Fri, 20 Mar 2020
REVIEW BY GAVIN WILKINSON: Apollo Big Band with Simon Currie, at Stockcross Village Hall, on Friday, March 6
THE Stockcross concerts are now an established fixture for the Apollo Big Band, and a guest vocalist is usually featured. On this occasion, however, the guest was Simon Currie, the multi-saxophone virtuoso, who is usually on tour with the The Manfreds when he is not teaching the instrument.
Currie does not rely on showy technical gimmickry, but chooses his notes and phrases with great intelligence and thoughtful musicality. He used Off the Wagon as his warm-up piece, getting a relaxed, sweet tone on his alto, the title being ironic, written as it was by British sax legend Tubby Hayes, who died very young of an overdose.
Currie stated the theme to Charlie Parker’s Yardbird Suite, this time on tenor sax, in unison with trumpeter Steve Chapman, the pitch on both instruments, of course, a literal match. Georgia on My Mind was rendered with a 12/4 rhythm, played only with the rhythm section, Currie producing a rich and moody tone on his tenor sax, the number ending with a very tasteful solo break by pianist Rob Maycock. In contrast, Liberated Brother was a hard-hitting Latin piece, played to a samba-rock beat, with a well-crafted trombone solo from Diane Prince.
The well-loved Bernie’s Tune, made famous by baritone legend Gerry Mulligan, gave Currie the chance to make full use of the fat bottom end of the instrument, getting a lively, bouncy fluidity out of this hefty sax. A fast, swinging Sweet Georgia Brown ended the first half, with the double bass of Simon Ridge stating a strong four-to-the-bar riff, Currie soaring through those characteristic changes on soprano sax, and the entire band blasting out the arrangement, with some good drum punctuation from Nick Tipper.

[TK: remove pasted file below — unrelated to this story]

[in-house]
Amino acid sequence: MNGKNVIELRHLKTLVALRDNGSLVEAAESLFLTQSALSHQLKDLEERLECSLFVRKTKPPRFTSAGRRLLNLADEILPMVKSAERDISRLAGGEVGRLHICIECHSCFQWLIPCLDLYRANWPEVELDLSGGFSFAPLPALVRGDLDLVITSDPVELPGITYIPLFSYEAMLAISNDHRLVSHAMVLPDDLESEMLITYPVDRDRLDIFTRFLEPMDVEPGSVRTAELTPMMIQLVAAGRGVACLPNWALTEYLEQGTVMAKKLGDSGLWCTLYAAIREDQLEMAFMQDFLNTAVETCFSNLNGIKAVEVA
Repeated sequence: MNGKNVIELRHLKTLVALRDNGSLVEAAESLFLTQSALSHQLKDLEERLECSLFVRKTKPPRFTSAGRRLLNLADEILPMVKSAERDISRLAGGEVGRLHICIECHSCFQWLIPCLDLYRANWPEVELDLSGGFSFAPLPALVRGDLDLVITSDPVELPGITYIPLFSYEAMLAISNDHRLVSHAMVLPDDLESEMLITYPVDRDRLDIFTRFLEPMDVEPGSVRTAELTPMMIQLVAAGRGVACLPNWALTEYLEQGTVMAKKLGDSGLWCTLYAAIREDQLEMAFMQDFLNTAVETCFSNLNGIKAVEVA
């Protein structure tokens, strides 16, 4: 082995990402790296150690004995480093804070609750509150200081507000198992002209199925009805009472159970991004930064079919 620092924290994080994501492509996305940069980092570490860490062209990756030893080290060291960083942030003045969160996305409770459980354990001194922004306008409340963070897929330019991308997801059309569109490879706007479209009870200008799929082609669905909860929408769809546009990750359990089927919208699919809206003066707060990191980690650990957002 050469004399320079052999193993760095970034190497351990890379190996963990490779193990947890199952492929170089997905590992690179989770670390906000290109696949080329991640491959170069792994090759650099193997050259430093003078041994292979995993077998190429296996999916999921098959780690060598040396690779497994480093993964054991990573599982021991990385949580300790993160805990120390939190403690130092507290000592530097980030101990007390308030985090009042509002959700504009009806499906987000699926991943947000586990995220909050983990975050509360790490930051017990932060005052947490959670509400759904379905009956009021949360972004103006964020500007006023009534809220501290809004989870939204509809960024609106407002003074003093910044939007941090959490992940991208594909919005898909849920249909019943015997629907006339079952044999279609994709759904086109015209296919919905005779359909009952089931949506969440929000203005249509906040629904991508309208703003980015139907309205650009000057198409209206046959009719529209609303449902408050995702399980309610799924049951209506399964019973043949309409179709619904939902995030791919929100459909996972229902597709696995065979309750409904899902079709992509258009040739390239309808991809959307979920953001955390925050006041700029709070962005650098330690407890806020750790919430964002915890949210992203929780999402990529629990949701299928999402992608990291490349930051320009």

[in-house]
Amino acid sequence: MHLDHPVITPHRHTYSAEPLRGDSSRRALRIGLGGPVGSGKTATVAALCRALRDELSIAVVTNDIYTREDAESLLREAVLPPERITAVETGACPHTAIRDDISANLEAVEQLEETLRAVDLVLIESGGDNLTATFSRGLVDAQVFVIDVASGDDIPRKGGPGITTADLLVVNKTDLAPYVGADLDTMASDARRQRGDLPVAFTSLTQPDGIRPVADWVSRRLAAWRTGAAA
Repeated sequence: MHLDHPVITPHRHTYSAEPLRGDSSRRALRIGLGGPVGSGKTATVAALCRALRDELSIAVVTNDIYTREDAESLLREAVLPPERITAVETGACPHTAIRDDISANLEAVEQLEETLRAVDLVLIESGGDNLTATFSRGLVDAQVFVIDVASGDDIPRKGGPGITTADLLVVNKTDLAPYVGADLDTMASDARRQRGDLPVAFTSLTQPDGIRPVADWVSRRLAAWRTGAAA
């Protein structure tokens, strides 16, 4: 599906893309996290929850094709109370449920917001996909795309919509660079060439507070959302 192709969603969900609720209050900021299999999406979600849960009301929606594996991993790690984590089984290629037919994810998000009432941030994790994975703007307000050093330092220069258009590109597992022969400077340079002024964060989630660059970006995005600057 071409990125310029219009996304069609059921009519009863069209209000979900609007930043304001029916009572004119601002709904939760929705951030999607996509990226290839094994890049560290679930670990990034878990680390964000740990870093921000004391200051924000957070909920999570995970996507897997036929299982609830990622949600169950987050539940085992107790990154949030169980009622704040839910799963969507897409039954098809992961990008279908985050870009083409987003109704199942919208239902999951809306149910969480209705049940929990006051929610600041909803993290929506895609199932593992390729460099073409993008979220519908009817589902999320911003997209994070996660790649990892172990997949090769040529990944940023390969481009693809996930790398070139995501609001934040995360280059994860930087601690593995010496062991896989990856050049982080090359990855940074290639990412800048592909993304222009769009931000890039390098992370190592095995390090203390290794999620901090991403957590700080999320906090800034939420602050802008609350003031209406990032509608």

This band is renowned for its tight and accurate playing and Sing, Sang, Sung, a number known for its difficulty, was typical of their approach and skill, with bandleader Les Bruce joining Currie for a clarinet-duo solos trade-off, while the trumpet section produced a spectacular performance of precision and speed. Ellington’s Caravan skipped lightly through the desert in the top register of Currie’s alto, with chordal variations on the original, while St Thomas, with its infectious calypso beat, gave him the opportunity for a joyful and generous interpretation, with plenty of reference throughout to the tune.
Currie included one of his own compositions, I’m Your Kingpin, written for Paul Jones. A funky rock feel underpinned by trombones kept the riff repeating, with assertive solo-swapping between trumpeter Neil Armstrong and Currie. In the
Cannonball Adderley classic Work Song, Currie’s alto solo was a creative, polyphonic exploration, with a superb solo from James Hearn on flugelhorn. Currie picked up his flute for a laid-back version of Killer Joe, and so completed a tour-de-force across six instruments.
This was an unusual opportunity to hear a big band led from the front by such a consummate performer as Currie, whose ability to change seamlessly between four saxes, clarinet and flute brought a magnificent palette and wide soundscape to this all-instrumental repertoire.